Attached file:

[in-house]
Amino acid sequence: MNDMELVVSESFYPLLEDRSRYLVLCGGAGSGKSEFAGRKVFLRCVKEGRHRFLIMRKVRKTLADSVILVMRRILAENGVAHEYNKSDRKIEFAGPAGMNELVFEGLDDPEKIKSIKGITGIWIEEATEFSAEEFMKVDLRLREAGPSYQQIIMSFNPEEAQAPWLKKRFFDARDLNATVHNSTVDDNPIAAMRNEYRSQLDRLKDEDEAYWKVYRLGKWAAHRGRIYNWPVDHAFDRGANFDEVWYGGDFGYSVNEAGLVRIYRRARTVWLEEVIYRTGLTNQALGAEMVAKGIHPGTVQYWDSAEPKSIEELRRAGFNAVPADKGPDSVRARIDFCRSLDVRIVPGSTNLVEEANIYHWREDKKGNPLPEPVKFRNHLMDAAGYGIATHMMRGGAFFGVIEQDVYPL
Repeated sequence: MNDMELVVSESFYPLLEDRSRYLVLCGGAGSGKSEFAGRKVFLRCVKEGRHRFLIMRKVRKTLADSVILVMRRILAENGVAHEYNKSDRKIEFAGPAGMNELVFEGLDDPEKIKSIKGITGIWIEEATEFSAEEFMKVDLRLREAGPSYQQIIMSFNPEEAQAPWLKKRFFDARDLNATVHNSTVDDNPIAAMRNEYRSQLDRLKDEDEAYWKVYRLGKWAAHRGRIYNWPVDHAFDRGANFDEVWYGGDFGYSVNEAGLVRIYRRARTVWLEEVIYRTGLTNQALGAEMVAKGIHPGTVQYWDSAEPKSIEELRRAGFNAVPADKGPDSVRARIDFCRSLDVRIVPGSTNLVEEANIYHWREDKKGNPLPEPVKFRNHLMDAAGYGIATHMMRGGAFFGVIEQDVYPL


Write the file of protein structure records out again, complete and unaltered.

[in-house]
Amino acid sequence: MNDMELVVSESFYPLLEDRSRYLVLCGGAGSGKSEFAGRKVFLRCVKEGRHRFLIMRKVRKTLADSVILVMRRILAENGVAHEYNKSDRKIEFAGPAGMNELVFEGLDDPEKIKSIKGITGIWIEEATEFSAEEFMKVDLRLREAGPSYQQIIMSFNPEEAQAPWLKKRFFDARDLNATVHNSTVDDNPIAAMRNEYRSQLDRLKDEDEAYWKVYRLGKWAAHRGRIYNWPVDHAFDRGANFDEVWYGGDFGYSVNEAGLVRIYRRARTVWLEEVIYRTGLTNQALGAEMVAKGIHPGTVQYWDSAEPKSIEELRRAGFNAVPADKGPDSVRARIDFCRSLDVRIVPGSTNLVEEANIYHWREDKKGNPLPEPVKFRNHLMDAAGYGIATHMMRGGAFFGVIEQDVYPL
Repeated sequence: MNDMELVVSESFYPLLEDRSRYLVLCGGAGSGKSEFAGRKVFLRCVKEGRHRFLIMRKVRKTLADSVILVMRRILAENGVAHEYNKSDRKIEFAGPAGMNELVFEGLDDPEKIKSIKGITGIWIEEATEFSAEEFMKVDLRLREAGPSYQQIIMSFNPEEAQAPWLKKRFFDARDLNATVHNSTVDDNPIAAMRNEYRSQLDRLKDEDEAYWKVYRLGKWAAHRGRIYNWPVDHAFDRGANFDEVWYGGDFGYSVNEAGLVRIYRRARTVWLEEVIYRTGLTNQALGAEMVAKGIHPGTVQYWDSAEPKSIEELRRAGFNAVPADKGPDSVRARIDFCRSLDVRIVPGSTNLVEEANIYHWREDKKGNPLPEPVKFRNHLMDAAGYGIATHMMRGGAFFGVIEQDVYPL